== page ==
I don't work with databases very often and I want to make sure I am going about this the right way.

I want to configure a database's file size to not exceed 9 gigs. At the point the database reaches this file size limit I would like it to purge 25% percent of its oldest records to accommodate new records.

Is this something I could/should configure on the database server itself, like a one time maximum setting config, or does this have to be handled by the program that is updating the database (it would check the capacity and tell it when to purge records).

I'm not a DBA so I'm unsure of how this is usually handled.

  • 1
    I'm fairly certain this is not something that you can just get from the settings inside SQL Management Studio. This will require a SQL job or stored procedure to accomplish.
    – DanBig
    Commented Dec 16, 2013 at 17:02
  • That's what I figured, just wanted to be sure I was thinking about this the right way.
    – red888
    Commented Dec 16, 2013 at 17:12

1 Answer 1


You can set the database's max file size to 9GB, but you will need to do the purging yourself. This is not something that SQL Server supports. You could get notified of the limit being reached using extended events, but there is no way for SQL Server to know what records to delete without you telling it. SQL Server does not log or otherwise keep track of how old a row in a table is. You have to build it into the table schema and maintain your own aging logic.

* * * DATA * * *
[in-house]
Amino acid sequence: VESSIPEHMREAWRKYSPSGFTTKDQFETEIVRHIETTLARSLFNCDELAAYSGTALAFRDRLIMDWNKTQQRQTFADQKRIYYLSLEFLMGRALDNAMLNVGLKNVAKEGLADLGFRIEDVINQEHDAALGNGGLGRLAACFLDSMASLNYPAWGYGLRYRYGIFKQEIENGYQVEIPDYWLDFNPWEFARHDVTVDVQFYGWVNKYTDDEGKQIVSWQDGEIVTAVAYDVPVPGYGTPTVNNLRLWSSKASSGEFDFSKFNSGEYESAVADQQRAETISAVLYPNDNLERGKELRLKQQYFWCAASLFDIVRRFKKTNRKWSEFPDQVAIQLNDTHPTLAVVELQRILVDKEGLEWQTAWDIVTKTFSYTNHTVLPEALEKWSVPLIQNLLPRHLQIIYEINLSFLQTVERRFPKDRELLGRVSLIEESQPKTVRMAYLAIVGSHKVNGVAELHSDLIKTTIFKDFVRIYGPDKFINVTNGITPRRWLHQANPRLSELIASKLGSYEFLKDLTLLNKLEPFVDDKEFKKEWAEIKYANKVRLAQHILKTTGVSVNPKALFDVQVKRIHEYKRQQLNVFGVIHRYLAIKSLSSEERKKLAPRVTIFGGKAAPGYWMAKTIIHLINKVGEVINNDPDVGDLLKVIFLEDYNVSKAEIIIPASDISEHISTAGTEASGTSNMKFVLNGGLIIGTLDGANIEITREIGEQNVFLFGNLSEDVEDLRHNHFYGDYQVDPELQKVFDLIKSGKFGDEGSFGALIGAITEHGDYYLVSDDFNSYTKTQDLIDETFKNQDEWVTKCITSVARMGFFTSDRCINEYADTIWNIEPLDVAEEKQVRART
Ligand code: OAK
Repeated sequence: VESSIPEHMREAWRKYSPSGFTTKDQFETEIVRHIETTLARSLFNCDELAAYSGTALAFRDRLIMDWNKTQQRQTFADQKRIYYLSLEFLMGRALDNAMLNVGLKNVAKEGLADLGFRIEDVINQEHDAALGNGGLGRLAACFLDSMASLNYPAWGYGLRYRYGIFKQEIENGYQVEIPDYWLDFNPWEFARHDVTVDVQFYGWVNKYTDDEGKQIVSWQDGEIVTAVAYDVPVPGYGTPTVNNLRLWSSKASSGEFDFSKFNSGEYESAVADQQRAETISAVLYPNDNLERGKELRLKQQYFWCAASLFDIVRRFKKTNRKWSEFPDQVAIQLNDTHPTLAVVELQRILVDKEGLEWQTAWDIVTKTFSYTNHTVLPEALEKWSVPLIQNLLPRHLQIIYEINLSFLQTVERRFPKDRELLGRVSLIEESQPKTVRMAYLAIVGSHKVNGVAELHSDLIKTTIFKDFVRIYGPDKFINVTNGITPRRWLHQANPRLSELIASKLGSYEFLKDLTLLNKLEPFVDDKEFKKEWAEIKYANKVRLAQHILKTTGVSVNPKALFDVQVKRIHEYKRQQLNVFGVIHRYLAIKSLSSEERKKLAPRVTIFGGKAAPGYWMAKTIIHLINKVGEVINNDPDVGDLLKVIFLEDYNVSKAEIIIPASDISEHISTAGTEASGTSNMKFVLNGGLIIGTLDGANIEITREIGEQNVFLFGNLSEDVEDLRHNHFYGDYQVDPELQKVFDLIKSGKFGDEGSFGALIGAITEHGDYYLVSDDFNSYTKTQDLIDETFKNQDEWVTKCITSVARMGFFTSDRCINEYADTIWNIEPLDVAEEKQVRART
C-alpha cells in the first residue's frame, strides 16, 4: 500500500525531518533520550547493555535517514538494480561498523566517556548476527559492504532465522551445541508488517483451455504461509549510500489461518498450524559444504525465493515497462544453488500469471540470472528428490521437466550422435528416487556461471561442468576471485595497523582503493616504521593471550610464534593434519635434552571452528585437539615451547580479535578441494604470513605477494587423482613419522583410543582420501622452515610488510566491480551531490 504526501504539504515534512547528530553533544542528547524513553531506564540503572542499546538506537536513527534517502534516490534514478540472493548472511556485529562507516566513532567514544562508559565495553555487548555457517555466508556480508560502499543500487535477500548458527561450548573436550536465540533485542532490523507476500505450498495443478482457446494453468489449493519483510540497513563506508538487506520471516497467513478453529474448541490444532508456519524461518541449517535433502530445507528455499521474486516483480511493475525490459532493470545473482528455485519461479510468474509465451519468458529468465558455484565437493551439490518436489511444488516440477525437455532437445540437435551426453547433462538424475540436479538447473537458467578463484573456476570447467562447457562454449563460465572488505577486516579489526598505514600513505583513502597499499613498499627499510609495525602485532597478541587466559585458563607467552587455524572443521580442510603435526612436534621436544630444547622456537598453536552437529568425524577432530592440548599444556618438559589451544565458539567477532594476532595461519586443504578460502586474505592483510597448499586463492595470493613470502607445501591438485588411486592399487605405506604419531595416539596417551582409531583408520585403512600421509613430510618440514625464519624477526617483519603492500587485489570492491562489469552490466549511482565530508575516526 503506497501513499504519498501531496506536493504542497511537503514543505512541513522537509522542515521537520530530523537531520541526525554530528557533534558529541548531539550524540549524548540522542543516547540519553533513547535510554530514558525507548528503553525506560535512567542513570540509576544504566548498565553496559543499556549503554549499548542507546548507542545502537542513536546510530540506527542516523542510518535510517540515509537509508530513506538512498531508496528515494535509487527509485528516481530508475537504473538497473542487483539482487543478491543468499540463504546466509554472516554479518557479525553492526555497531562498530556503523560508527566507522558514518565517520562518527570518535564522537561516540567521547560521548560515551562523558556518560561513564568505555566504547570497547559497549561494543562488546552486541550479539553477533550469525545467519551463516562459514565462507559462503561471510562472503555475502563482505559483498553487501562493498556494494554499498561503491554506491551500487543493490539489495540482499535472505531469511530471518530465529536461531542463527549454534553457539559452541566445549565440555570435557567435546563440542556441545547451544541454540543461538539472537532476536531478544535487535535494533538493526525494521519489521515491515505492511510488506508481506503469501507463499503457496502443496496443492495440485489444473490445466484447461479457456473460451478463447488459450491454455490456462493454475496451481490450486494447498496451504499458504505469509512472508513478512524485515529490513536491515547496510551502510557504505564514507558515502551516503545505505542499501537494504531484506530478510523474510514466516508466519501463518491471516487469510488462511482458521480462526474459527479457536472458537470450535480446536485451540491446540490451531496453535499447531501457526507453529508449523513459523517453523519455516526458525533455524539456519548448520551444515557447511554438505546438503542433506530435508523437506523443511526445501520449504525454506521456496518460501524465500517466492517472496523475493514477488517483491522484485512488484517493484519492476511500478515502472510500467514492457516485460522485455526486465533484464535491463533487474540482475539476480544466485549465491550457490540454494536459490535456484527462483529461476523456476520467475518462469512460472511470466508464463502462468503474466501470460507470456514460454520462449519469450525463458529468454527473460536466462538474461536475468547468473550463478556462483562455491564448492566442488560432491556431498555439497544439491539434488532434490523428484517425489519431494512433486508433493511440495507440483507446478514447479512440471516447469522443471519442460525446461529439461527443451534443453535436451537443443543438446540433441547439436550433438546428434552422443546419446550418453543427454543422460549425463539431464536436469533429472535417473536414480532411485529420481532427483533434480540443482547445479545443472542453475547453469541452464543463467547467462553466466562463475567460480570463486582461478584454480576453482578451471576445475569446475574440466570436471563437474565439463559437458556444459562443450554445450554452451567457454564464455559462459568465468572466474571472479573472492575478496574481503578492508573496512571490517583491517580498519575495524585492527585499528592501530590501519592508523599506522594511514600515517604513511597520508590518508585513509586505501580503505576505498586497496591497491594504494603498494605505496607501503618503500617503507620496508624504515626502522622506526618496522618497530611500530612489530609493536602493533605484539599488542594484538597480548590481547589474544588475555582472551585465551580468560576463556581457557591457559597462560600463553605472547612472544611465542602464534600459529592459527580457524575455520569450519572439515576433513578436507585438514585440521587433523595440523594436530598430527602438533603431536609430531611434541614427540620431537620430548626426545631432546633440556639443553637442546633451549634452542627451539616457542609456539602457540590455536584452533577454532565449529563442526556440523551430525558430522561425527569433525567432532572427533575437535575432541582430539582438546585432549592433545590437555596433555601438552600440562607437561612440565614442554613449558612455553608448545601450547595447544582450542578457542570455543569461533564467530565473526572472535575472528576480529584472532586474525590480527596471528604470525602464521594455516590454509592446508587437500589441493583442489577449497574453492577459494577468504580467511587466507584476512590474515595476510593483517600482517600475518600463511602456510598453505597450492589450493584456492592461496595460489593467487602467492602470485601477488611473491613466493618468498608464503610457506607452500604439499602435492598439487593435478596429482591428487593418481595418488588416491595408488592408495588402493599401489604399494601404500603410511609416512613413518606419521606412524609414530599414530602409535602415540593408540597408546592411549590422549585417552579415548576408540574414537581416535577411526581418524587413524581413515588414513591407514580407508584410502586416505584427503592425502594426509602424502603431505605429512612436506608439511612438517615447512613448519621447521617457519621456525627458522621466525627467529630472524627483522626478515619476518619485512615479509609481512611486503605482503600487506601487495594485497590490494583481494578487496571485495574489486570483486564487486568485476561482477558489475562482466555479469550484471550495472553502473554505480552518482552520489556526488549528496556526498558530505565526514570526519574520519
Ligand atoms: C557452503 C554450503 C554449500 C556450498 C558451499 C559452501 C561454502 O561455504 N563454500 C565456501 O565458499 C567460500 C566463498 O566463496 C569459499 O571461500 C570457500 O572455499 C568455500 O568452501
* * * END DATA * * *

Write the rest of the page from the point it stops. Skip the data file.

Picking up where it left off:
To set the file size in SQL Server Management Studio:

  • Right-click the database and get properties
  • Click the Files link in the menu on the left
  • Click the ... button under Autogrowth / maxsize and set the properties accordingly

T-SQL to set the file size:


Note: MyDataFile is the logical name of your data file, not the physical file name on the filesystem. You can find the logical file names of your database files with the sys.database_files system view:

FROM sys.database_files
WHERE type_desc = 'ROWS'

The value in the name column is the logical name of the file.

  • Thanks for clarifying that for me. I already have a few columns I could use to figure out what rows to purge. You mention using extended events, but is it also acceptable for the program to just check the DB file size with T-SQL and proceed accordingly? Is it even possible to check the DB's size on disc with T-SQL?
    – red888
    Commented Dec 17, 2013 at 1:20
  • 1
    @red888 Yes, it is absolutely acceptable for your program to just check the Db size. It's up to you how you want to manage it. Manual purges are even sometimes preferable to automated purges. You can use sp_spaceused and also sp_helpdb to get he Db size via T-SQL.
    – squillman
    Commented Dec 17, 2013 at 19:06

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